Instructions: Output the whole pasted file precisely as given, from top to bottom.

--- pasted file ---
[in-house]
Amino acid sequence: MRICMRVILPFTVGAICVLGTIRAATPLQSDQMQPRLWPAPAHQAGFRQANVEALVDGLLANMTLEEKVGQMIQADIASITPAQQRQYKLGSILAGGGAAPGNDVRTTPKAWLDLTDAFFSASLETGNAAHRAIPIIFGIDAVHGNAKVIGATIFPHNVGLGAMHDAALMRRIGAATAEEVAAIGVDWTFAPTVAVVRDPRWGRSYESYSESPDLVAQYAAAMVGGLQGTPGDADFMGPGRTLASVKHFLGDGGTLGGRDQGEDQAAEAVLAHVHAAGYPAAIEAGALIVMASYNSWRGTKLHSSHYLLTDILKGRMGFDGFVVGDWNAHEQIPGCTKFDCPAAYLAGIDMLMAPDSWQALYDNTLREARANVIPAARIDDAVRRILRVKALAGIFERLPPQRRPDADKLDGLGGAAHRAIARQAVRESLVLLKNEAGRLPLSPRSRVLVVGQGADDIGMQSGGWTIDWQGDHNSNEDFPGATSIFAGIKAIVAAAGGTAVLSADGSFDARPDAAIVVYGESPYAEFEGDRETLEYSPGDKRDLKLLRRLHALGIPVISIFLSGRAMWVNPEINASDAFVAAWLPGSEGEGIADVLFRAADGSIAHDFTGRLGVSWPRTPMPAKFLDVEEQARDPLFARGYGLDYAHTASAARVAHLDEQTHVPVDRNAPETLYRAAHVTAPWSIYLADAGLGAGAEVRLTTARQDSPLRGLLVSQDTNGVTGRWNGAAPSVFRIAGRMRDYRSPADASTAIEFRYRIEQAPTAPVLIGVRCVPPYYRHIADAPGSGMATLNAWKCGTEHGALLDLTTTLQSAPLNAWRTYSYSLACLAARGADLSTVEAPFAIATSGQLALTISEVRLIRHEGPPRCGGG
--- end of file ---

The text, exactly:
[in-house]
Amino acid sequence: MRICMRVILPFTVGAICVLGTIRAATPLQSDQMQPRLWPAPAHQAGFRQANVEALVDGLLANMTLEEKVGQMIQADIASITPAQQRQYKLGSILAGGGAAPGNDVRTTPKAWLDLTDAFFSASLETGNAAHRAIPIIFGIDAVHGNAKVIGATIFPHNVGLGAMHDAALMRRIGAATAEEVAAIGVDWTFAPTVAVVRDPRWGRSYESYSESPDLVAQYAAAMVGGLQGTPGDADFMGPGRTLASVKHFLGDGGTLGGRDQGEDQAAEAVLAHVHAAGYPAAIEAGALIVMASYNSWRGTKLHSSHYLLTDILKGRMGFDGFVVGDWNAHEQIPGCTKFDCPAAYLAGIDMLMAPDSWQALYDNTLREARANVIPAARIDDAVRRILRVKALAGIFERLPPQRRPDADKLDGLGGAAHRAIARQAVRESLVLLKNEAGRLPLSPRSRVLVVGQGADDIGMQSGGWTIDWQGDHNSNEDFPGATSIFAGIKAIVAAAGGTAVLSADGSFDARPDAAIVVYGESPYAEFEGDRETLEYSPGDKRDLKLLRRLHALGIPVISIFLSGRAMWVNPEINASDAFVAAWLPGSEGEGIADVLFRAADGSIAHDFTGRLGVSWPRTPMPAKFLDVEEQARDPLFARGYGLDYAHTASAARVAHLDEQTHVPVDRNAPETLYRAAHVTAPWSIYLADAGLGAGAEVRLTTARQDSPLRGLLVSQDTNGVTGRWNGAAPSVFRIAGRMRDYRSPADASTAIEFRYRIEQAPTAPVLIGVRCVPPYYRHIADAPGSGMATLNAWKCGTEHGALLDLTTTLQSAPLNAWRTYSYSLACLAARGADLSTVEAPFAIATSGQLALTISEVRLIRHEGPPRCGGG